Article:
Few actors in Bollywood have had as many clones as Dilip Kumar. The assertion would seem like the greatest note of flattery in a film industry that survives and thrives on being ‘inspired’, more than superlatives such as star, superstar, megastar, thespian — even legend, for the word is often loosely used in Bollywood.
Dilip Kumar, who has passed away at the age of 98, was always the benchmark. He had a direct impact on many actors who worked in his time, from the forties to the nineties. He continues to indirectly impact actors post nineties too, for those who fashioned their acting after him continue to influence many rank newcomers of today.Perhaps that is the mark of a legend — when the trademark style of your art continues to outlive you, and find new ways to reinvent itself through budding talents who started out long after you quit.
For the record, Dilip Kumar quit acting in 1998. That was the year Yusuf saab — as he was widely known to friends and fans alike — last faced the camera for Umesh Mehra’s Qila. Flawed and over the top as the film was, Qila gave Dilip Kumar a dual role as protagonist and antagonist (or ‘hero’ and 1 ½ villain’ as masala filmdom loves classifying). Somewhere in those portrayals lay the key to why he was hailed as the phenomenon back in the day, when they showered him with epithets as Tragedy King, and the Great Method Actor of Bollywood.
There are tales about Dilip Kumar’s method acting. The most widely-known pertains to the self-produced Gunga-Jumna, the Nitin Bose directorial of 1961 that, many whisper, was ghost-directed by the actor himself. Coming immediately after his 1961 superhit Mughal-e-Azam, Dilip Kumar is said to have run all around the studio premise, to the point of collapsing, in order to get the right look and feel for his death scene in the film. The performance is counted among one of the finest by any male actor in mainstream Bollywood.
If the subject of method acting largely defines Dilip Kumar’s oeuvre, the actor himself tried to deconstruct it in his autobiography Dilip Kumar: The Substance And The Shadow, released in 2015.
“I am an actor who evolved a method, which stood me in good stead,” he says.
That alone explains the consummate acting we saw in all his films, right from his debut effort Jwar Bhata (1944), as well as other notable early roles in Milan (1946) and Jugnu (1947).
By 1948, only four years into the industry, Dilip Kumar was a busy star. He had as many as five releases that year — Ghar Ki Izzat, Shaheed, Mela, Anokha Pyar and Nadiya Ke Paar. By the time the last film of the year released and went on to become the biggest hit of 1948, Dilip Kumar was one of Bollywood’s exciting new sensations along with two others — Raj Kapoor and Dev Anand.
The trio would go on to define Hindi cinema in the next decade, and be called Bollywood’s Triumvirate. Together, they continue to shine the brightest at the mention of the Golden Fifties of Hindi cinema. While each of them carved a niche to ensure greatness, somewhere their individual images as stars summed up the essence of an era that continues to be regarded as the classiest that Hindi cinema has seen.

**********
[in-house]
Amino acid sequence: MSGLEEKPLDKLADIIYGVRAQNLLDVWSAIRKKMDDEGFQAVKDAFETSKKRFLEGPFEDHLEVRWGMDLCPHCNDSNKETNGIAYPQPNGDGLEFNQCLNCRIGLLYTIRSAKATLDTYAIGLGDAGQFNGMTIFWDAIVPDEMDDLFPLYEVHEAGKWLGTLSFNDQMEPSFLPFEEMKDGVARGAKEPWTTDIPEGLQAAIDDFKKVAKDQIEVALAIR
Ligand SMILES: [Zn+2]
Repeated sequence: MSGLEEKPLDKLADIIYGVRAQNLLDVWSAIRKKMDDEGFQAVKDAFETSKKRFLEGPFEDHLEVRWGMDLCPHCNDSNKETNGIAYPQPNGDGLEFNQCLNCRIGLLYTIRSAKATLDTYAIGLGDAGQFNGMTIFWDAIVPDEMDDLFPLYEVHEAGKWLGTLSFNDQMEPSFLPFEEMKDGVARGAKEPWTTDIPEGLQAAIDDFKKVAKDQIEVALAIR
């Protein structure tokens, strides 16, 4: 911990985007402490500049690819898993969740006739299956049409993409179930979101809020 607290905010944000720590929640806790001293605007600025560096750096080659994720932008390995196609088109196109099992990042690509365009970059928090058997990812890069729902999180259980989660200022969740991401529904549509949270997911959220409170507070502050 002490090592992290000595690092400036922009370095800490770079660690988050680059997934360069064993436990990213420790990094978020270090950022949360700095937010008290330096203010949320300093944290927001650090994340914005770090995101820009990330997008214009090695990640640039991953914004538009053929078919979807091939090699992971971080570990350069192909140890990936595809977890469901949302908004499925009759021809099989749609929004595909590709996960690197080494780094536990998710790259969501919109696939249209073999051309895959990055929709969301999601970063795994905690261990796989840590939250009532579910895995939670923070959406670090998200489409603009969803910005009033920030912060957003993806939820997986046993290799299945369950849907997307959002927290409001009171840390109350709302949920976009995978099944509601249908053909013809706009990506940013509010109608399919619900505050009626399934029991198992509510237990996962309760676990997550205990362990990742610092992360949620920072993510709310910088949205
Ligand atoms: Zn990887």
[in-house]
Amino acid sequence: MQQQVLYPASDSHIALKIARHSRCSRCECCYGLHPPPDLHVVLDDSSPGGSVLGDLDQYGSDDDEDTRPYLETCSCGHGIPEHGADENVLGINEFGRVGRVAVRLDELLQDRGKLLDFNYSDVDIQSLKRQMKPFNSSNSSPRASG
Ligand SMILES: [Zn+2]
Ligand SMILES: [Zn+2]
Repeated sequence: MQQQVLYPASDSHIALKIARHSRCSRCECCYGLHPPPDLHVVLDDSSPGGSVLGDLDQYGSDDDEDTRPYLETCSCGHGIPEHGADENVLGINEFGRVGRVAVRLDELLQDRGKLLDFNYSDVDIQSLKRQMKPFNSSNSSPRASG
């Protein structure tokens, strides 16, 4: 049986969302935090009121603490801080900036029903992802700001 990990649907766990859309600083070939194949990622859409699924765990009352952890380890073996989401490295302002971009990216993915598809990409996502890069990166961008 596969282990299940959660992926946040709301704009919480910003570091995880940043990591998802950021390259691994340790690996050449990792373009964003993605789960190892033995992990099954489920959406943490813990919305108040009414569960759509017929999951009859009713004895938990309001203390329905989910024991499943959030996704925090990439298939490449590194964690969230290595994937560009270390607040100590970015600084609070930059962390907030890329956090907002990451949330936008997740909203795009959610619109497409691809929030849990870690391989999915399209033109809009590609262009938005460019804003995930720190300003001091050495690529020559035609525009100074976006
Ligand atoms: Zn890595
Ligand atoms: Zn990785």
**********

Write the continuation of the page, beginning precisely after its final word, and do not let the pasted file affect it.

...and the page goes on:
Dilip Kumar would collaborate with Raj Kapoor, incidentally said to be his childhood friend from Peshawar, on Mehboob Khan’s 1949 love triangle Andaz that co-starred the inimitable Nargis. The film was a superhit upon release and, for the second consecutive year, Dilip Kumar would be part of the year’ highest-grossing film with Andaz.
That was just the start of a dream run. The fifties saw him deliver innumerable superhits including Deedar (1951), Aan (1952), Amar and Daag (1954). Devdas, Azaad and Uran Khatola followed in 1955, Musafir and Naya Daur released in 1957. The spate of memorable roles continued with Yahudi and Madhumati in 1958, and Dilip Kumar ended the decade with Paigham in 1959.
If the decade that ended established the method about Dilip Kumar’s stardom in its versatility, it also prepared fans for the one role that continues to draw automatic recall when you think Dilip Kumar. The decade started with K. Asif’ s epic Mughal-e-Azam for Dilip Kumar, after the successful Kohinoor the same year. The film became the highest grossing Hindi film of all time upon release.
The sixties and the seventies, however, saw the actor slow down in terms of solo releases. The advent of Rajesh Khanna’ brand of romance in the late sixties, and Amitabh Bachchan’ Angry Young Man in the mid-seventies, changed Bollywood trends. The great socials of the fifties and the sixties seemed to be on the wane. Dilip Kumar decided to take a break in 1976, after Bairag.
He would come back, of course, in Manoj Kumar’s 1981 release Kranti. The film was a multistarrer, Bollywood’ chosen genre of the eighties, and Dilip Kumar found ready takers in such lavishly-mounted productions that needed multiple heroes across age groups. Two-hero or multi-hero projects as Shakti (1982), Mazdoor (1983), Mashaal (1984) and Duniya (1984) mark his last phase as an actor, one that culminated with Qila in 1998.
The five decades of acting is balanced by the irony that Dilip Kumar never released a film as director. In his lifetime, he is said to have been involved with direction twice. He is said to have directed the 1966 drama Dil Diya Dard Liya along with the officially-mentioned helmer, Abdul Rashid Kardar, though he isn’t credited as a director for the project. Decades later, he would launch the self-starring Kalinga, with Jackie Shroff, Meenakshi Sheshadri and Amitoj Mann. Some say the film was shot, though it never saw light of day.
For a man known to take an active interest in all departments of some of the biggest projects of his heydays, it remains a mystery why Dilip Kumar lost interest in releasing Kalinga. Perhaps the phenomenon, one of 12 children born to a Peshawari fruit merchant, knew when to go cold on a bad business prospect.
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